Some currencies are easier to come by than others, so you’ll want to make sure you have what you need before you leave on your trip. You should also make sure that your hostel (or wherever you’re staying) accepts payments with cards, since that definitely is not always the case, and you don’t want to be caught off-guard.

When it comes to currency, you should also make sure that you do your research on which currency is best for which country. I definitely have a horror story of thinking that Northern Ireland and Ireland rolled with the same money. A mistake that earned me some very angry glares on my first trip. You can exchange money, beforehand with banks (as long as you have an account with them) and with businesses that specialize in currency exchange. You can also exchange money in airports, but I’ve generally found that to be a pain.

Have a pre-packing tip or routine that helps you keep your sanity? Share it in the comments section below! 

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Merry Christmas to all

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This past week has been complete mayhem.

Why?

Mainly because I kind of forgot about the whole gift giving side of Christmas, and therefore had to pack all of that ish into one week. For everyone. I know, I know, I did it to myself. But then, I did also contract a nasty cold that knocked me out for two days. Fun times.

That being said, I wanted to write up a quick posts saying Merry Christmas to all of you beautiful people who follow and comment and read my blog. Thank you for being here and for making this a part of your busy lives.

Christmas is all about being thankful for the blessings we have around us, and this blog and all of you are such a blessing to me. Writing is my heart and my soul, and travel is the breath I live by. Thank you for being along on the journey, and I for you all to have a peaceful and heart-filled Christmas, no matter where you are, or what you’re doing.

Last year I spent Christmas 2015 sleeping in Heathrow Airport, so this year I’m happy to say that I’ll be spending it cuddled up under a pile of blankets…in a house. I pushed my annual trip to Europe back a little this year, so I’ll be leaving mid January to go explore some more of the world (can’t wait!).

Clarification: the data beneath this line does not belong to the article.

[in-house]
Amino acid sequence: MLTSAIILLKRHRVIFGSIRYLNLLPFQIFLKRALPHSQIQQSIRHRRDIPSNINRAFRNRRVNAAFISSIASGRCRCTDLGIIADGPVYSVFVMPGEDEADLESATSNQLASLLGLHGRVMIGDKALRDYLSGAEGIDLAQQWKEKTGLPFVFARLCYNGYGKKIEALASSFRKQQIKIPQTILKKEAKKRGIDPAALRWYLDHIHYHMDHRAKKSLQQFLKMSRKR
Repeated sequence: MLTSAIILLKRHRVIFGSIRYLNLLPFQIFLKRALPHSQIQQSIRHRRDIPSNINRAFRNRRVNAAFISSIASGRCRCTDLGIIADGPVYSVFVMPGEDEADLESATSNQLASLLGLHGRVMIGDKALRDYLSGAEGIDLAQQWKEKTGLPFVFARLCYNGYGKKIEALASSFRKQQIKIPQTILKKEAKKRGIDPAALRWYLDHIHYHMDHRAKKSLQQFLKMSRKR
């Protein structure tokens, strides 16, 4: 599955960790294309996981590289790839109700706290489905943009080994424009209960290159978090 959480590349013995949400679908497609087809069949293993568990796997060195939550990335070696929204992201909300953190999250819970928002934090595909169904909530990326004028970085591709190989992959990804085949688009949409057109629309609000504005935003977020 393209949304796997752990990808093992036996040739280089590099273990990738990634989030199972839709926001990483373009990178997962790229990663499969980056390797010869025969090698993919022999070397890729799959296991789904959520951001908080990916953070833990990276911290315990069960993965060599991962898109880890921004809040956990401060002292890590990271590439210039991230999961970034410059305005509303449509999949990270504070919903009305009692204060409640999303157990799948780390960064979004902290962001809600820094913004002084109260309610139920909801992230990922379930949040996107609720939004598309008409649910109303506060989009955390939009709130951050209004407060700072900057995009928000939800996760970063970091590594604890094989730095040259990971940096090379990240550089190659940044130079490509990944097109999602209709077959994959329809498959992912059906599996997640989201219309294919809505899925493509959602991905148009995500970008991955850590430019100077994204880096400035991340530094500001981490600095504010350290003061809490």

Until then (or whenever I have a spare minute to breathe/write) Merry Christmas to all, and to all a goodnight.

10 Ways I Save Money and Travel More

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Saving money has always been a hobby for me. It really does feel more like a game, at this point. How much can I save? How far can I stretch one amount? This is not because I have to, but because I love being able to do twice as much with what I have. Not only do I think that it’s fun, but I also think it’s important to be a good steward of your money, in general. During the holidays this can get a bit tricky, but here are some of my ideas for saving a little extra cash so you can travel more!

1. Popping Tags


I have a degree in fashion design. That being said, I love expensive clothing (or well made clothing, which is usually very expensive). I love well made fibers and fabrics and leather boots are my weakness. I know that clothes are important to my psyche, so I make room for them in my budget. But there’s a catch. First off, if I want to go shopping for clothes, I have to sell clothes to Buffalo Exchange or Crossroads. This way I’m not only buying new clothes at a discount price, but I’m also cleaning out my closet and using credit to reduce how much I’m spending even more. There are also apps that do this, so don’t panic if you don’t have a store near you. The best part of this system is that I end up paying 1/10 of the price for designer clothing.


2. Discount Tickets

I grew up doing theater and I’ve always loved the stage (whether I’m on it or not). That being said, paying to see theatrical performances can feel like cutting a hole in your bank account and watching it drain. But I NEED theater, so I’ve found a few ways around the system. I usually go to previews or first performances (which can be based off of a “donate what you can” system) or I buy my tickets through GoldStar which is a discount site for just about everything in your area. I’ve literally paid $6 for a performance, before. Some aren’t quite that discounted but it does save a whole ton of money, especially for date nights.


3. Volunteer

I am hugely into volunteering. I grew up volunteering basically every weekend and I think it’s so important to give back to causes that you’re passionate about. For me, this includes some local venues that promote the arts. In exchange for volunteering I get free access to the performances and I’ve even been able to catch one by the amazing spoken word artist and poet, Sarah Kay.


4. Buy And Cook In Bulk

I have a bit of a dietary advantage because I’m allergic to pretty much everything expensive (cheese, dairy, alcohol) but I still keep an eye on how much I spend on food. Not only do I make massive meals which I then store so I can eat them in the future, but I also buy in season (fresh food that are usually on sale). This is a great technique for people not onboard with a Top Ramen diet.

I’m also very pro stats and analytics, so I love drawing up lists of what I’m going to buy and then trying to keep it all within budget. You might not be so nerdy. But here’s one small tip: Do not go in the store without a list – and stick to it. You’ll be surprised how much money it saves you.


5. Monthly Phone Plan vs Contract

I decided a few years ago to go off of a contract and grab a “pay as you go plan” for my phone. Why? Because it’s really important for me to be flexible about where I live and what I’m paying for. If I end up moving back to Europe, I don’t want to be tied to a three year plan. This also saves me a lot of money since Verizon offers plans for as little as $40 for 3gb of data and unlimited texting/call.

6. Phoning A Friend